As I reflect on the week that passed I think about things that I encountered that don’t make a whole lot of sense or at least challenge us to evaluate whether what we are doing works or not.
Among these is the concept of guide rails and barriers. Those of us who have ever played ten pin bowling are familiar with the rails or bumpers that you can pull up to prevent the gutter balls where the bowling ball careens off course and into the channel on either side of the bowling deck. The objective of the rails is to give the player at least half a chance of hitting a pin. They’re usually associated with novices but sometimes we put up rails in life to ensure that people follow a particular path or procedure.
Putting up bumpers to guide a process
This weekend I encountered some rails of a different kind, the kind that prevent large trucks from using narrow streets. The concrete barriers known as K-Rails or jersey barriers depending on where you are from and what industry you work in, are pretty effective however without careful layouts they can actually be more of a problem than a help depending on the circumstances. Where there are a large number of pedestrians they should have gaps at periodic intervals to allow the free passage of pedestrians.
Failure to accommodate pedestrian needs can lead to pedestrian clustering at the ends of the barrier and this can actually impair traffic operations further. We started off on a journey parallel to some barriers this weekend and at one point almost turned back when we thought that there was no easy way to cross the street. Common sense told us there should be a gap but the aspect of the barriers did not suggest where the gap might be in the barrier. Only when we moved closer to the end of the road did the gap become apparent.
Avoid over configuring the system
When I think about this in the context of guided procedures when working with SAP, the challenge is the fine balancing act between over configuring the system and making it very difficult to work with or making it so freewheeling and easy that you run the risk of having users entering garbage data.
The balance is not an easy one to find but one of the ways to get closer to the ideal is to spend more time on analysis and design and then on prototyping with real people with real data.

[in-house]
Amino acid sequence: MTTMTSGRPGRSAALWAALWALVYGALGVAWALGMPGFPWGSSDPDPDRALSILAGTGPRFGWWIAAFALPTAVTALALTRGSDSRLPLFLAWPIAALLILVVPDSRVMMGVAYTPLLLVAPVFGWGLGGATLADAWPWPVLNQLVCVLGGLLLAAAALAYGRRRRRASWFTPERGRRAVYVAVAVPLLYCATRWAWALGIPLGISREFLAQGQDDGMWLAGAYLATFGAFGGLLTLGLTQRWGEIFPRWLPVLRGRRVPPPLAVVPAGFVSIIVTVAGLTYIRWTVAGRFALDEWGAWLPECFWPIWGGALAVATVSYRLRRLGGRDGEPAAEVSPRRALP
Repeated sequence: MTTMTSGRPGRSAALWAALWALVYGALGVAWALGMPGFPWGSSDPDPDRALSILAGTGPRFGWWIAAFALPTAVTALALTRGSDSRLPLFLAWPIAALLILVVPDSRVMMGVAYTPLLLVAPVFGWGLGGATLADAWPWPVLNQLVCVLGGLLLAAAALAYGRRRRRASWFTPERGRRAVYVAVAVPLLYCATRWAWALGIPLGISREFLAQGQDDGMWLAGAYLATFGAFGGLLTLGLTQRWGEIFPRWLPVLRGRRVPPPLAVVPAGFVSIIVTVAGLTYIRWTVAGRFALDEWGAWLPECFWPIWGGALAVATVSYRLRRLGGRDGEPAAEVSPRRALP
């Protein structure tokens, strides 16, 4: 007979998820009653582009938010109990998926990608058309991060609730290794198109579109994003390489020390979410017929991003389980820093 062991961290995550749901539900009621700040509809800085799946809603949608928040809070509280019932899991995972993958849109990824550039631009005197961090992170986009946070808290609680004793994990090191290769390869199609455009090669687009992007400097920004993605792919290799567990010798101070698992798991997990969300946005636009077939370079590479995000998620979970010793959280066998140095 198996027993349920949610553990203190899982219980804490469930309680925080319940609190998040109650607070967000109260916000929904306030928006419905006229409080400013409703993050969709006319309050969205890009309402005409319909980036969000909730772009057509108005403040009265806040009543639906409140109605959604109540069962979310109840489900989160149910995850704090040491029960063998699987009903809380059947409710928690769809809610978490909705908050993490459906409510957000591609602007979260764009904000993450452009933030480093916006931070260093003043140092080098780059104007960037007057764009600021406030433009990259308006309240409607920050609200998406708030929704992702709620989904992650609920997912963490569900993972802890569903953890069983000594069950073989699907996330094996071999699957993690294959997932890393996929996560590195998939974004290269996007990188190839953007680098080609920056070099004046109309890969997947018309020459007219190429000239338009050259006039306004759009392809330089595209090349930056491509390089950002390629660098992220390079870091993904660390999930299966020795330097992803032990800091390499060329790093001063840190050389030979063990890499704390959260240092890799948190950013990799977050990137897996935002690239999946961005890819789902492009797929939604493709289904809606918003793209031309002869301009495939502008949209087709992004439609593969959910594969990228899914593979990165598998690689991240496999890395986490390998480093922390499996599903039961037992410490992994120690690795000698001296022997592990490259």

This is difficult with new processes or new systems but when you are rejigging an existing system this is the process that you typically red-line as process re-engineering or transformation.
Another possibility is landing in the death valley where your systems are not keeping up with the complexity and demands of your business context and processes.
There is a clear path, a clear path for automation, not necessarily one that is always obvious.
It’s a path that hinges on understanding the dimensions and maturity of people, process and technology but also the context in which your business processes function.
For finance operations using SAP this means leveraging the skill sets that your people have along with the most commonly used tools like workflow and excel and honestly believing that your SAP ERP can be your system of record but that it is a hungry and demanding beast in terms of its data expectations.
One Winshuttle customer that I have dealt with on a regular basis has just such a problem, they have configured their system to catch every conceivable mistake that a user could make, or that they believed a user could make, however the performance of the solution is dog slow and the sheer volume of false positive error messages means that the business users have become desensitized to error and warning message inspection.
Technologists need to understand that business users ask for capabilities when the resources that they have are inadequate for the tasks that they have at hand. The business needs to understand that technology and solutions are provided for activities and initiatives that will yield either costs savings or increased revenue.
Test your assumptions
In the evaluation of an approach to finding the clear path you have to have vision and an idea of the lie of land as it is today but you also have to have some degree of trust in common sense as we did in our journey. This is not to say that you should have blind faith but rather that you should always test your assumptions as far as practically possible to determine fit and form of solutions.
If you have encountered some examples of deadwood forests I would be interested to hear more from you.
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